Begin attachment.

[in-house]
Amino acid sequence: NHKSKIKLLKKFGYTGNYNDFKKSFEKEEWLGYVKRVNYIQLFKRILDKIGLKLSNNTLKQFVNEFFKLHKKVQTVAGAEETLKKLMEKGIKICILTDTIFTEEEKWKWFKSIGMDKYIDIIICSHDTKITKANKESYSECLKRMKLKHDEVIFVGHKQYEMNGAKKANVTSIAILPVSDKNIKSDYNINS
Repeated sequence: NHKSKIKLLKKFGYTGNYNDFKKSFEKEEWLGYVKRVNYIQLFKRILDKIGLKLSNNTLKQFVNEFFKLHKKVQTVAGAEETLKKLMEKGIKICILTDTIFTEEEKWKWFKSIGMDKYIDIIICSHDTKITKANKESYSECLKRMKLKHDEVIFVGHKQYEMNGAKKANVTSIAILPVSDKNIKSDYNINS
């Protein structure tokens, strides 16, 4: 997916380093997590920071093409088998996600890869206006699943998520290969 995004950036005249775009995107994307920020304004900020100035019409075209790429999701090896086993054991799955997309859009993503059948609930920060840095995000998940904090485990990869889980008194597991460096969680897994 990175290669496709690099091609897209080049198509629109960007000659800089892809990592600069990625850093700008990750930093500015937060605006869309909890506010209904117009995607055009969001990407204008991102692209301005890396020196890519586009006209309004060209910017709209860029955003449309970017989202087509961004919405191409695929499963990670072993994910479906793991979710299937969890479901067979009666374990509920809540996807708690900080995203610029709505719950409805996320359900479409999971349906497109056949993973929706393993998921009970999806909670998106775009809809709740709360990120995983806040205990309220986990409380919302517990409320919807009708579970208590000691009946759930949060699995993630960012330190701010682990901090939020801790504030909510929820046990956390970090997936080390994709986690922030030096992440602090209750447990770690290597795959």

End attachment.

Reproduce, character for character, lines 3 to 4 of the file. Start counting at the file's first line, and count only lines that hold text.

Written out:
Repeated sequence: NHKSKIKLLKKFGYTGNYNDFKKSFEKEEWLGYVKRVNYIQLFKRILDKIGLKLSNNTLKQFVNEFFKLHKKVQTVAGAEETLKKLMEKGIKICILTDTIFTEEEKWKWFKSIGMDKYIDIIICSHDTKITKANKESYSECLKRMKLKHDEVIFVGHKQYEMNGAKKANVTSIAILPVSDKNIKSDYNINS
């Protein structure tokens, strides 16, 4: 997916380093997590920071093409088998996600890869206006699943998520290969 995004950036005249775009995107994307920020304004900020100035019409075209790429999701090896086993054991799955997309859009993503059948609930920060840095995000998940904090485990990869889980008194597991460096969680897994 990175290669496709690099091609897209080049198509629109960007000659800089892809990592600069990625850093700008990750930093500015937060605006869309909890506010209904117009995607055009969001990407204008991102692209301005890396020196890519586009006209309004060209910017709209860029955003449309970017989202087509961004919405191409695929499963990670072993994910479906793991979710299937969890479901067979009666374990509920809540996807708690900080995203610029709505719950409805996320359900479409999971349906497109056949993973929706393993998921009970999806909670998106775009809809709740709360990120995983806040205990309220986990409380919302517990409320919807009708579970208590000691009946759930949060699995993630960012330190701010682990901090939020801790504030909510929820046990956390970090997936080390994709986690922030030096992440602090209750447990770690290597795959």